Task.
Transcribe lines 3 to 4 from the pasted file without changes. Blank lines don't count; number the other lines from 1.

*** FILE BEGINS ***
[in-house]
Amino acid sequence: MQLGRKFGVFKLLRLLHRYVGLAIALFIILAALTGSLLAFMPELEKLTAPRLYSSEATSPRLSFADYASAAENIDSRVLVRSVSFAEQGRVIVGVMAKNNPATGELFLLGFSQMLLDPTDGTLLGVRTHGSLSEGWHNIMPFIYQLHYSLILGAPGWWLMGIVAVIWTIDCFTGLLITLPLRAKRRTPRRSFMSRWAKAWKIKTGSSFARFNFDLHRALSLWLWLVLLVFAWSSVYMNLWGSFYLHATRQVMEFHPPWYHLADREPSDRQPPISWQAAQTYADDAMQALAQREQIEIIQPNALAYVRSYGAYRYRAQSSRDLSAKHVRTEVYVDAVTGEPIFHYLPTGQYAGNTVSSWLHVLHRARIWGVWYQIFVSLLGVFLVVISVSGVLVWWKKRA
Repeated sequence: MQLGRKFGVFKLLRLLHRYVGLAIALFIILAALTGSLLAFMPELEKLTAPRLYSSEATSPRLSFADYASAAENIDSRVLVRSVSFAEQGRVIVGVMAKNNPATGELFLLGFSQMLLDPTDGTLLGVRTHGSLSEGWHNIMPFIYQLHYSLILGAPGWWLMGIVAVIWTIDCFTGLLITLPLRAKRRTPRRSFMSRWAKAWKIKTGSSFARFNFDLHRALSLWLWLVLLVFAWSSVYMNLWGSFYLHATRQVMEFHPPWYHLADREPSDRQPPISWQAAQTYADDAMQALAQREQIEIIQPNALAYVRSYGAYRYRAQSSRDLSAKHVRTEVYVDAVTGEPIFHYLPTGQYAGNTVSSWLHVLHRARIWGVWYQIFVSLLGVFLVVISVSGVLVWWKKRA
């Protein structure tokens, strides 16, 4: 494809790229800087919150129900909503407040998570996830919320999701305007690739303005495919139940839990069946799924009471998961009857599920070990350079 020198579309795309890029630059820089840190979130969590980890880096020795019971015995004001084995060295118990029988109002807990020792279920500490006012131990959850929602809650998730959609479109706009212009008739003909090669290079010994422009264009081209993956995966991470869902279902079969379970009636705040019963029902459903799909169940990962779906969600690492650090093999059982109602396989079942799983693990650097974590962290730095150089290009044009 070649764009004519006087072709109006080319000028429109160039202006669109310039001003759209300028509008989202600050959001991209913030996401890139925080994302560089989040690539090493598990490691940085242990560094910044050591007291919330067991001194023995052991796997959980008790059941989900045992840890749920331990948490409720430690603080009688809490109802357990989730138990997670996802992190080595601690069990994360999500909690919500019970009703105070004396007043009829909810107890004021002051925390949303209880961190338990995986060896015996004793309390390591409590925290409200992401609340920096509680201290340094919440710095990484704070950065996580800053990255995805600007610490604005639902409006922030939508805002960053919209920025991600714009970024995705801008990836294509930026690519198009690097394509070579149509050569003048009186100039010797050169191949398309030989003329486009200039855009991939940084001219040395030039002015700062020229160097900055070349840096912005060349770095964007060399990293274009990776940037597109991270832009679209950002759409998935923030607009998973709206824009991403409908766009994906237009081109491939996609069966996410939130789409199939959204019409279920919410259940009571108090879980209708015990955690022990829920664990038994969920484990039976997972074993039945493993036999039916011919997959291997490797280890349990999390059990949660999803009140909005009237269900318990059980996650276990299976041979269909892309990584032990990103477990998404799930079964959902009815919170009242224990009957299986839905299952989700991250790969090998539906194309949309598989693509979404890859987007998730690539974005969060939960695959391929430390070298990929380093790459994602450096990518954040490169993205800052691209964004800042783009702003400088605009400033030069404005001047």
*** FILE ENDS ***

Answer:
Repeated sequence: MQLGRKFGVFKLLRLLHRYVGLAIALFIILAALTGSLLAFMPELEKLTAPRLYSSEATSPRLSFADYASAAENIDSRVLVRSVSFAEQGRVIVGVMAKNNPATGELFLLGFSQMLLDPTDGTLLGVRTHGSLSEGWHNIMPFIYQLHYSLILGAPGWWLMGIVAVIWTIDCFTGLLITLPLRAKRRTPRRSFMSRWAKAWKIKTGSSFARFNFDLHRALSLWLWLVLLVFAWSSVYMNLWGSFYLHATRQVMEFHPPWYHLADREPSDRQPPISWQAAQTYADDAMQALAQREQIEIIQPNALAYVRSYGAYRYRAQSSRDLSAKHVRTEVYVDAVTGEPIFHYLPTGQYAGNTVSSWLHVLHRARIWGVWYQIFVSLLGVFLVVISVSGVLVWWKKRA
């Protein structure tokens, strides 16, 4: 494809790229800087919150129900909503407040998570996830919320999701305007690739303005495919139940839990069946799924009471998961009857599920070990350079 020198579309795309890029630059820089840190979130969590980890880096020795019971015995004001084995060295118990029988109002807990020792279920500490006012131990959850929602809650998730959609479109706009212009008739003909090669290079010994422009264009081209993956995966991470869902279902079969379970009636705040019963029902459903799909169940990962779906969600690492650090093999059982109602396989079942799983693990650097974590962290730095150089290009044009 070649764009004519006087072709109006080319000028429109160039202006669109310039001003759209300028509008989202600050959001991209913030996401890139925080994302560089989040690539090493598990490691940085242990560094910044050591007291919330067991001194023995052991796997959980008790059941989900045992840890749920331990948490409720430690603080009688809490109802357990989730138990997670996802992190080595601690069990994360999500909690919500019970009703105070004396007043009829909810107890004021002051925390949303209880961190338990995986060896015996004793309390390591409590925290409200992401609340920096509680201290340094919440710095990484704070950065996580800053990255995805600007610490604005639902409006922030939508805002960053919209920025991600714009970024995705801008990836294509930026690519198009690097394509070579149509050569003048009186100039010797050169191949398309030989003329486009200039855009991939940084001219040395030039002015700062020229160097900055070349840096912005060349770095964007060399990293274009990776940037597109991270832009679209950002759409998935923030607009998973709206824009991403409908766009994906237009081109491939996609069966996410939130789409199939959204019409279920919410259940009571108090879980209708015990955690022990829920664990038994969920484990039976997972074993039945493993036999039916011919997959291997490797280890349990999390059990949660999803009140909005009237269900318990059980996650276990299976041979269909892309990584032990990103477990998404799930079964959902009815919170009242224990009957299986839905299952989700991250790969090998539906194309949309598989693509979404890859987007998730690539974005969060939960695959391929430390070298990929380093790459994602450096990518954040490169993205800052691209964004800042783009702003400088605009400033030069404005001047």